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JOINT PROJECTS OF THE UNIVERSITY ALLIANCE RUHR

MERCUR Funds Three New Collaborative Research Projects

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Photomontage from photos of the buildings of University Duisburg-Essen, Ruhr University Bochum and TU Dortmund. © MERCUR
MERCUR supports joint research projects of the UA Ruhr-Universities TU Dortmund, Ruhr-University Bochum and University Duisburg-Essen.

The Mercator Research Center Ruhr (MERCUR) has awarded funding of around €500,000 for three new collaborative research projects within the University Alliance Ruhr (UA Ruhr), in which scientists from TU Dortmund University are also involved. The projects were approved in July. The participating researchers are using the MERCUR funding to establish long-term collaborations within the UA Ruhr. The Mercator Foundation is providing a good half of the funding, the universities themselves are financing the other part on a pro rata basis.

In the project “ELI-VR – Embodied Learning in Virtual Reality: Spatial and Sensomotoric Experience of Mental Number Line and Multi-Digit Number Processing for Elementary School Children”, researchers want to improve math learning in elementary school children. At school, mathematical content is mostly taught in a cognitive way on the basis of abstract and symbolic representations. This poses considerable challenges for many elementary school children because not only cognitive but also motor and sensory processes play an important role in learning. That is why Professor Jörg-Tobias Kuhn from the Department of Rehabilitation Sciences at TU Dortmund University and Professor Maic Masuch from the University of Duisburg-Essen are exploring new possibilities offered by virtual reality, which allows to connect spatial experiences of one’s own body with mathematical phenomena. Playful interaction can also reduce the fear of making mistakes and arouse interest in trying out new things. Children will be involved in the development process. Project funding of around €300,000 has been awarded.

The project “Combinatory Expression Systems for Complex Genes – A Toolbox for Efficient Catalyst Identification” is dedicated to new biocatalysts. These are needed in order to fully realize the potential of the bioeconomy and industrial biotechnology for more environmentally friendly processes in the chemical and pharmaceutical industries. Biocatalysts from microorganisms with a high guanosine (G)/cytosine (C) content pose a particular challenge in this context, as this prevents simple manipulation by means of standard molecular biology. What is needed here are building blocks – known as biobricks – that are well characterized, can be used reliably and are easily assembled and modified according to engineering principles. For this purpose, Dr. Katrin Rosenthal from the Department of Biochemical and Chemical Engineering at TU Dortmund University and Professor Dirk Tischler from Ruhr-Universität Bochum (RUB) are building up a joint biobrick collection within the project. The result will be a toolbox for synthetic biology that can also be used by other partners and will enable further research work, such as the rapid screening of new biocatalysts and the development of new production systems in the manufacturing of natural products and active ingredients. Funding of €100,000 has been awarded.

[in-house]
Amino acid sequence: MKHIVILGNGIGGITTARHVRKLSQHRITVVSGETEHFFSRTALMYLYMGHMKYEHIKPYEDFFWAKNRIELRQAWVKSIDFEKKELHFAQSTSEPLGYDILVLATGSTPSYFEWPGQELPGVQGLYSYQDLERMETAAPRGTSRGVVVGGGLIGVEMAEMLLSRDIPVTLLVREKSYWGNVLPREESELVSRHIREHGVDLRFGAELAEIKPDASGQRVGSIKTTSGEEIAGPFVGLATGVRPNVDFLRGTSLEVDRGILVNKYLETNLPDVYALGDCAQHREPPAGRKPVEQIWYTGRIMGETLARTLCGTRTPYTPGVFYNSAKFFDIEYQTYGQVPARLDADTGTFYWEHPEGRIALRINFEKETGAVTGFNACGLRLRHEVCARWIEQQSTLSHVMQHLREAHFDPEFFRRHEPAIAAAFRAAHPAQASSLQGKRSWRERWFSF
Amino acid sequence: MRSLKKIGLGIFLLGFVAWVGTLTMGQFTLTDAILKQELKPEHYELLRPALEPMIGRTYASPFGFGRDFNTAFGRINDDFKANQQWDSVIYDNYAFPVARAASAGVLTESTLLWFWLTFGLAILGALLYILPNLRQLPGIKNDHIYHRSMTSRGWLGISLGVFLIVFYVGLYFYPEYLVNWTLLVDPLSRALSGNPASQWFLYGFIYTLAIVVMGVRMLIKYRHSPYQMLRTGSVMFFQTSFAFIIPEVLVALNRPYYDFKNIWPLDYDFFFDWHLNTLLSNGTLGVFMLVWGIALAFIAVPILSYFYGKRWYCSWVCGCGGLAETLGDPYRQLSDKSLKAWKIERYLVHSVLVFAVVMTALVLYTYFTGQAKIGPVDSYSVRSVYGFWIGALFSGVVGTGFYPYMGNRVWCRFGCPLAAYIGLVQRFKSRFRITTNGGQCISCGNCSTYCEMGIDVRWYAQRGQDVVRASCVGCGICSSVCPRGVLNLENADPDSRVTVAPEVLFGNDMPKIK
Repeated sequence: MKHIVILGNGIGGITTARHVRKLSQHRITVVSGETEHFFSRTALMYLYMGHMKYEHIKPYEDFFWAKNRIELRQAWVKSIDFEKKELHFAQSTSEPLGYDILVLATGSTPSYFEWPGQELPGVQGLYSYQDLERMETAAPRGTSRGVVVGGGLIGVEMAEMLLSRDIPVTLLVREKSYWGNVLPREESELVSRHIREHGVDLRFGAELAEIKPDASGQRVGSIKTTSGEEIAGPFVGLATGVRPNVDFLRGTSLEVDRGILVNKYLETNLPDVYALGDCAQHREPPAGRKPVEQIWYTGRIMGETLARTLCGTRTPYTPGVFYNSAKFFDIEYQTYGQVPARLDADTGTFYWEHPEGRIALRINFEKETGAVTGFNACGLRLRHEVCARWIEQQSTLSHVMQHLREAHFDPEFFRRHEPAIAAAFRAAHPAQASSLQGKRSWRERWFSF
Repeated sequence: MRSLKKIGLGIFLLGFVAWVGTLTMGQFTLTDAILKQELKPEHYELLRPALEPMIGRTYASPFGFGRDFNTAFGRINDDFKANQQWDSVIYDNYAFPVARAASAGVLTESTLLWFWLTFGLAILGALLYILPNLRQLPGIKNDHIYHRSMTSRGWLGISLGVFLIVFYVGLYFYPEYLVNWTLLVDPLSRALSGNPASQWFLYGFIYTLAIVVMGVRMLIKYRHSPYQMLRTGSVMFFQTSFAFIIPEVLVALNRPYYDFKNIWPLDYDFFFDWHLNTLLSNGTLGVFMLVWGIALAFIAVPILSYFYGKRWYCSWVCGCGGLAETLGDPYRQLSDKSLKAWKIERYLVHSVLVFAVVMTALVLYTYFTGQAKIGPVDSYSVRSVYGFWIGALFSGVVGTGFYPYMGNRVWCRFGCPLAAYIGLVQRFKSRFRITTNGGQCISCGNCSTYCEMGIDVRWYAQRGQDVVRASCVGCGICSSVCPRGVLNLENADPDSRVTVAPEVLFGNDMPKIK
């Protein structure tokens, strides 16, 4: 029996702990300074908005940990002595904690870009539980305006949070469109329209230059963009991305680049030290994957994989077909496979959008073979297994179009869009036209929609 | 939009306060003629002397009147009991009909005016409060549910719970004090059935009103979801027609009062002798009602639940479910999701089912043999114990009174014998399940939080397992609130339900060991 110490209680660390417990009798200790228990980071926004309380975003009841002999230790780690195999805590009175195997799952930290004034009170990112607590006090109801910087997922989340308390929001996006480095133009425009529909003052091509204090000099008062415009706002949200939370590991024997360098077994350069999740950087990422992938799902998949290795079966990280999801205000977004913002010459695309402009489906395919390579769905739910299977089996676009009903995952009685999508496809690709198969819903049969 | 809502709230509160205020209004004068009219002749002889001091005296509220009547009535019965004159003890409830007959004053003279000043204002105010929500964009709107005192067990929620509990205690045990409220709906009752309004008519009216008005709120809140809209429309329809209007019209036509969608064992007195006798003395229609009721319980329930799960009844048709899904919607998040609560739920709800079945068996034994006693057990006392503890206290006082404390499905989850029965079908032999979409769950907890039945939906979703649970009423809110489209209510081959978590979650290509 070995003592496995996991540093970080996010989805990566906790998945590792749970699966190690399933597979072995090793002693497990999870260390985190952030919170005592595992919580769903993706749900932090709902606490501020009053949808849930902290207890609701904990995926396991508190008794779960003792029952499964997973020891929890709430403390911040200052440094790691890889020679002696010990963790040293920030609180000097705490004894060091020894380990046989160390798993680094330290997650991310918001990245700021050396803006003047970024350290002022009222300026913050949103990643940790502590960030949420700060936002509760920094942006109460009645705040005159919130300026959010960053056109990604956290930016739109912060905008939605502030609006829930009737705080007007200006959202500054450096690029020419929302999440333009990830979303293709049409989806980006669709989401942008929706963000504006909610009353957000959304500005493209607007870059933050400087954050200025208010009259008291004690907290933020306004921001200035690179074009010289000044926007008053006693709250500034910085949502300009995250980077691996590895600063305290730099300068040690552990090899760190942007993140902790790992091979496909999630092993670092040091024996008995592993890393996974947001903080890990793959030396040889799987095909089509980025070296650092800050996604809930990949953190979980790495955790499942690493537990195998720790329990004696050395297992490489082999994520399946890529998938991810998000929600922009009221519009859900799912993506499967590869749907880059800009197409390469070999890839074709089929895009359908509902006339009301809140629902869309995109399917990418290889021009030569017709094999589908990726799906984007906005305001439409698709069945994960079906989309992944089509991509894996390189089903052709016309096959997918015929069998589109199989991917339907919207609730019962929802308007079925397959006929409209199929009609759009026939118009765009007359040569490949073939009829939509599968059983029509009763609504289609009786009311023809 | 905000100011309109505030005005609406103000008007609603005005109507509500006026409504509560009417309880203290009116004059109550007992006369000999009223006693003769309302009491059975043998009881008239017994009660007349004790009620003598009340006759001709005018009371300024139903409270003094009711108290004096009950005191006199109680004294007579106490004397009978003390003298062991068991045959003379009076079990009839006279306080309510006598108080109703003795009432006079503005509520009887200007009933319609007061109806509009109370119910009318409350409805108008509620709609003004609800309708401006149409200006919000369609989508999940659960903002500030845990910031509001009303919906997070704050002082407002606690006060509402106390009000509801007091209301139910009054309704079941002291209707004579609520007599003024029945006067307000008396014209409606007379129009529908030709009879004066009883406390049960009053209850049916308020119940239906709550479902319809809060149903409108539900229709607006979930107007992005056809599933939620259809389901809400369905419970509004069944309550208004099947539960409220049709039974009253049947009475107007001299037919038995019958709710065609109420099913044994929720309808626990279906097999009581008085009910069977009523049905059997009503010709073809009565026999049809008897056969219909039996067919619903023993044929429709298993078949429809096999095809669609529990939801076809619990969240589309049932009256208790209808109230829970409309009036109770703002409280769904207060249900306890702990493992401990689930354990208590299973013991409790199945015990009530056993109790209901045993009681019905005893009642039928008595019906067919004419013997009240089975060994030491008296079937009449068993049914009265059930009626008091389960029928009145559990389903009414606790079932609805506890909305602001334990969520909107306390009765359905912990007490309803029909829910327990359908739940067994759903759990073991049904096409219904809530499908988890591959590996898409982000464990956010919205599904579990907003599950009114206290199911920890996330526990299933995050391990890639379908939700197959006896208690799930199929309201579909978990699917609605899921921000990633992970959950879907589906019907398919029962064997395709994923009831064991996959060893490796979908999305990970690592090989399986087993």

In the project “Synthesis, (Phase) Behavior and Catalysis Activity of Laser-Generated Nanoparticles in Liquid Multiphase Systems”, researchers are exploring innovative catalyst systems for a wide range of new reactions. Catalysis is a key technology for the sustainable and direct synthesis of platform chemicals. As homogeneous catalysts, transition metals allow high conversion rates and selectivities, while heterogeneous catalysts exhibit excellent processability and good recyclability. Quasi-homogeneous nanoparticle catalysis combines the advantages of high selectivity and processability and has enormous potential as a result, provided that the separation and recycling of the nanoparticles are efficient and successful. Here, what are known as liquid multiphase systems offer a possible approach. These require phase-selective nanoparticles dispersed in selectable solvents. While conventional syntheses only meet these requirements to a limited extent, laser-based colloid synthesis allows nanoparticle preparation in a wide range of solvents. However, these have not yet been used as quasi-homogeneous catalysts in multiphase systems. In the new project, Dr. Thomas Seidensticker from the Department of Biochemical and Chemical Engineering at TU Dortmund University and Dr. Sven Reichenberger from the University of Duisburg-Essen are now combining both technologies for the first time in order to use laser-generated quasi-homogeneous nanoparticle catalysts in a recyclable way in technically important hydrogenation reactions with liquid multiphase systems. Funding of €100,000 has been awarded.